We had chickens on the ole mountaintop here in Montana for three years. They lived in our 100 year old log miner's cabin with deep, fresh, sweet-smelling straw, lots of yummy corn, cozy nesting boxes, colorful toys and fun! hanging corn cobs. They were spoiled rotten by me, their Momma, who regularly went to the local sporting goods store and without explanation politely asked for "live maggots please". 


These thirty hardy chickens had no heat in their little cabin in the woods which caused their loving Momma no end of distress in the winter, but it didn't seem to particularly bother the chickie babies except for a few frozen combs and wattles. They laid eggs for me all year, cold or not. 



These sweet feathered friends were free range chickens, no fences for them! Strolling up and down our beautiful hills sporting big tough muscles (which we later found out were a bit of a challenge to chew), they were the masters of their universe, the lord and ladies over all they surveyed. 


Even though they lived in a place where bears, mountain lions, bobcats and hawks were close neighbors, they never had any problems, due in part to having 6 big dogs to protect them and also due to a little rooster named Fancy who did his job very well indeed.


Why 'Fancy' you ask? Well we named him Fancy because he was most colorful; he in fact looked just like a pimp from the 1970's. A little bling and a saucy hat would have completed the picture nicely. 



And oh boy, was he a good rooster. He watched over his girls, warning them if there was a hawk nearby, showing them where the juicy grasshoppers were, escorting them safely from place to place, fetching Mom when there was big trouble, and doing the Soul Train mating dance so as to woo them, not unlike Barry White. 


Have I mentioned yet that this bird was TINY? About half the size of a regular rooster, but way big in courage and attitude. 


And we were all good friends, living in harmony together, until the day I decided we had too many hens laying too many eggs and that half of his harem was going to live elsewhere with a big, black gorgeous rooster named Bubba. 


Well. This was apparently not to be borne. As I was gently scooping up his girls to transport them to their new home, Fancy seemed to know exactly what was going on, and he attacked his sweet Momma over and over again. He was indignant to say the least.


And he never forgave me for it either.


From then on it was WAR. 


Fancy's newfound aggressive behavior really bothered me because, well, it hurt my feelings. We had been such good friends! I had even saved his life a time or two! And he didn't have as many girls to take care of now! He should be grateful, the little Jive Turkey. But no. I was now his forever enemy. And even if he was small, he was very, very scary with those sharp spurs and pecking beak and flapping wings. And he was sneaky.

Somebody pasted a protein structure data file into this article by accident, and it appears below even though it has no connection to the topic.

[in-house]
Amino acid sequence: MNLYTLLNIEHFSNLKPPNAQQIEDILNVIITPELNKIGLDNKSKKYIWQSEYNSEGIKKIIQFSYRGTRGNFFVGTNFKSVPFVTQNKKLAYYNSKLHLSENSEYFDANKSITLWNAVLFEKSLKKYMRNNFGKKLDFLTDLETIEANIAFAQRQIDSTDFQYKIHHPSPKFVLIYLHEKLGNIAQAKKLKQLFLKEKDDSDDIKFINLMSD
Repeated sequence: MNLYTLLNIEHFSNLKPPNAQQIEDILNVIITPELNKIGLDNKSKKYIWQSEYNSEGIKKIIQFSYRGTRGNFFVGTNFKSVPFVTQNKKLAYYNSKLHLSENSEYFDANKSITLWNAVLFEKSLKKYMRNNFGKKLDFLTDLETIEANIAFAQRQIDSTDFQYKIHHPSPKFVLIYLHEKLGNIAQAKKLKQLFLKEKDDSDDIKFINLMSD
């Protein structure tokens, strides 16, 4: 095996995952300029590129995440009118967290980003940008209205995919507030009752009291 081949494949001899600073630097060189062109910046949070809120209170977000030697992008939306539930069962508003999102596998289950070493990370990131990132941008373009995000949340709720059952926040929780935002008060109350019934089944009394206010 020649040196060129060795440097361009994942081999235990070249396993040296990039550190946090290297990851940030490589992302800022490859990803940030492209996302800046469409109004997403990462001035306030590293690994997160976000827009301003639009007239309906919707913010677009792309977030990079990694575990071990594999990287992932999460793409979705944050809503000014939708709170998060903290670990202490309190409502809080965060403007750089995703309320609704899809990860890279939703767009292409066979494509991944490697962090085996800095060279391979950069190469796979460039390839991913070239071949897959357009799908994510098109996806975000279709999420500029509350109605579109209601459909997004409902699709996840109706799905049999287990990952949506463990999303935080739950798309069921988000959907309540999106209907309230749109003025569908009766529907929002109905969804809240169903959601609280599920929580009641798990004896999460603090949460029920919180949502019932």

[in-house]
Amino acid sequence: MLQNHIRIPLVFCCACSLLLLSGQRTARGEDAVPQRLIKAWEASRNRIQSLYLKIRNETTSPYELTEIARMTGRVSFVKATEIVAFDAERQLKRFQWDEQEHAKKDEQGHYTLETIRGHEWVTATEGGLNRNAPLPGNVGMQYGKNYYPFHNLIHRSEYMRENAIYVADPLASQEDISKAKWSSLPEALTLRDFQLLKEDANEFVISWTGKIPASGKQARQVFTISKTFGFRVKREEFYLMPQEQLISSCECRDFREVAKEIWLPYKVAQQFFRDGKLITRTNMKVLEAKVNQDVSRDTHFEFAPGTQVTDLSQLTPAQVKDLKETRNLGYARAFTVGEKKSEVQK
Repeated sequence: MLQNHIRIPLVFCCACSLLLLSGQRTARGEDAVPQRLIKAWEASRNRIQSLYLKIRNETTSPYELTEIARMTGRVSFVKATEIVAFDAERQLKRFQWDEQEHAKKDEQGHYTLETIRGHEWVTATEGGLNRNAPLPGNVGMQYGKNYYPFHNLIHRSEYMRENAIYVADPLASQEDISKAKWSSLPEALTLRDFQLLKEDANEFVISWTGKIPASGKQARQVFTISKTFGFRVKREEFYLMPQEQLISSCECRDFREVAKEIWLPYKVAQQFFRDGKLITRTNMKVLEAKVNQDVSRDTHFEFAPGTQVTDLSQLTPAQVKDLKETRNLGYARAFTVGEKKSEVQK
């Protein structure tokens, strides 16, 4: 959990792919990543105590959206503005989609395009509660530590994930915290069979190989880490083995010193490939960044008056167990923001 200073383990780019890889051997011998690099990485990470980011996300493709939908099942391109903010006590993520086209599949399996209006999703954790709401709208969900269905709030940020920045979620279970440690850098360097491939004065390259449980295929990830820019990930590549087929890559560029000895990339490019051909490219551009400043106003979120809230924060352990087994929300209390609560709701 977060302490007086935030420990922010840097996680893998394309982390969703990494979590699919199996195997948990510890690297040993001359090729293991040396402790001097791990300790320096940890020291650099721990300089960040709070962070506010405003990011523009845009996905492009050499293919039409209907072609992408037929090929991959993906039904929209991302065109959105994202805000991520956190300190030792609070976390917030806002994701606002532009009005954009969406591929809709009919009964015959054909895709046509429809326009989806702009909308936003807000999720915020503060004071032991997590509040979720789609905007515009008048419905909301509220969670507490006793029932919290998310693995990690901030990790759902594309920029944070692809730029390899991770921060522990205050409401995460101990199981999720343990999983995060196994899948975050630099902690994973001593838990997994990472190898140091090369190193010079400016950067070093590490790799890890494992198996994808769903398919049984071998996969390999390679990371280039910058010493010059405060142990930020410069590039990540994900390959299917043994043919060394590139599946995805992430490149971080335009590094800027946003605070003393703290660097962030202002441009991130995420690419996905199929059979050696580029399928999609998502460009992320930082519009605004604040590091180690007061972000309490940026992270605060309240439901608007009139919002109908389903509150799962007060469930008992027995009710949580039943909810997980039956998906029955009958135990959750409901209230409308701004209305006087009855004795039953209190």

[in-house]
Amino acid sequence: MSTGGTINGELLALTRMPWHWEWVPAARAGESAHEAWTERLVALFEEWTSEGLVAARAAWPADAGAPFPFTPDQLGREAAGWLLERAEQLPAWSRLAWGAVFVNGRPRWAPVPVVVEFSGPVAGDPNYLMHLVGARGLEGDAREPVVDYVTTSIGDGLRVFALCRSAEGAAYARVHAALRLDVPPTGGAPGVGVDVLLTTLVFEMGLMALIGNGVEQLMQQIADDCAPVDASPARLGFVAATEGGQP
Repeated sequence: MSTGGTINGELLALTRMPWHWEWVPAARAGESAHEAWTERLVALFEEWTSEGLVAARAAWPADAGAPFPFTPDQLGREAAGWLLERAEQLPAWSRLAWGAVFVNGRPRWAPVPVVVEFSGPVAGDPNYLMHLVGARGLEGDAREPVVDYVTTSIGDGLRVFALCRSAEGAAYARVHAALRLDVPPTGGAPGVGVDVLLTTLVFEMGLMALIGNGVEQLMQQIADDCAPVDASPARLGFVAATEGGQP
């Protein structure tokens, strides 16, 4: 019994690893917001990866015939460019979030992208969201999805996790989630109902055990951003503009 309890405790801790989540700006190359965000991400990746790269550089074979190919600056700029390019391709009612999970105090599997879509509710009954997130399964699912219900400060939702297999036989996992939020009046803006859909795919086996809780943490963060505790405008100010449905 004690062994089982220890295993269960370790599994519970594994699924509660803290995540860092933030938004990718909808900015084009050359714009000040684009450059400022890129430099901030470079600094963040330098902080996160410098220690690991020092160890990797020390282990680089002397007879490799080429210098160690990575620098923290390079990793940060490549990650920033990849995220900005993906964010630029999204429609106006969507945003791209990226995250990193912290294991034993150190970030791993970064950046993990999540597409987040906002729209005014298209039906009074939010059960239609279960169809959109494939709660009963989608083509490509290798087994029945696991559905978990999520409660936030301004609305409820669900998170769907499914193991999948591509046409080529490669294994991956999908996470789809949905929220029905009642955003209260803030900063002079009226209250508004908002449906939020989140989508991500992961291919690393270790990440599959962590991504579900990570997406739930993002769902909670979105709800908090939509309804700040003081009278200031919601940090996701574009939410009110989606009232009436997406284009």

After a few distressing, well-planned, strategic attacks on my innocent person which left me screaming and running from my own yard, I went to my husband with my complaints, and who, to my surprise, did not believe Fancy was actually attacking me! Well! Come outside and I'll show you! 



Butch followed me outside, crossed his arms and waited for the alleged "carnage". I walked nonchalantly back and forth in front of Fancy waiting fearfully for the usual raging attack and ... none came. Raised eyebrow from Butch. Frustration from me. I walked closer to the little colorfully-dressed terrorist and ... nothing. I grunted in frustration. Butch and Fancy looked at each other. Fancy shrugged his shoulders and went back to casually pecking in the dirt. I swear I heard him snicker.


Butch said, "Yeah I can see why you're afraid of him. He's a real terror." And walked back in the house, snorting.


When Butch was fully inside, Fancy slowly looked at me with a wicked gleam in his eye and a smile on his beak. He then ran at me, head down, wings out, chasing me screaming and goose-stepping back into the house. 



I spent the next two years either hiding in my house from that bird or walking around constantly with a rake in my hand to protect myself. TWO YEARS. He stalked me. He peeped in my windows. He imprisoned me in their cabin one time. He even attacked my guests and friends. I had to get a "Beware of Chicken" sign to warn people! They thought it was funny ... until he came after them. 



So what is the moral of this story? When you have a tiny, colorfully pimped out, cool little rooster with a Napolean complex, the heart of a warrior and the moves of John Travolta, and you be messing with his women by giving half of them to a big, black rooster named Bubba, expect some payback. Even if you are his loving Momma. ;)



Monday, February 15, 2021

Cleaning the Way GRANDMA Did


I am married to a man named Butch - country boy, Army vet, cowboy, carpenter, builder, mechanic, Jack-of-all-trades, and surprisingly, a bit of a clean freak. From what I can gather, the clean freak part came from a combination of growing up with Grandma (aka "The Most Amazing Woman, EVER") and from his time in the Army, both of whom have spent time on my personal Poo Poo list for our marital discord on the subject of cleaning.


I've always considered myself to be a clean(ish) person but to be honest, I don't like cleaning. I'd MUCH rather be outside mowing, gardening, weedeating, shoveling snow, taking care of animals, picking up dog poop, anything. But since I do like a clean house, I get it done, grumbly attitude and all. And considering how much I dread that job, I was always pretty proud of myself in the area of housekeeping and cleanliness.


Until I married Butch that is. 


I remember fondly the first time we spring cleaned together. I could not believe Butch offered to help me clean our first house. Woo hoo! A man who offers to help clean? Wow! How awesome is that? This will be great. It will be so much more fun and easy with two of us working together. An hour or two at most then we'll head out to a nice dinner and maybe a movie! Yippee!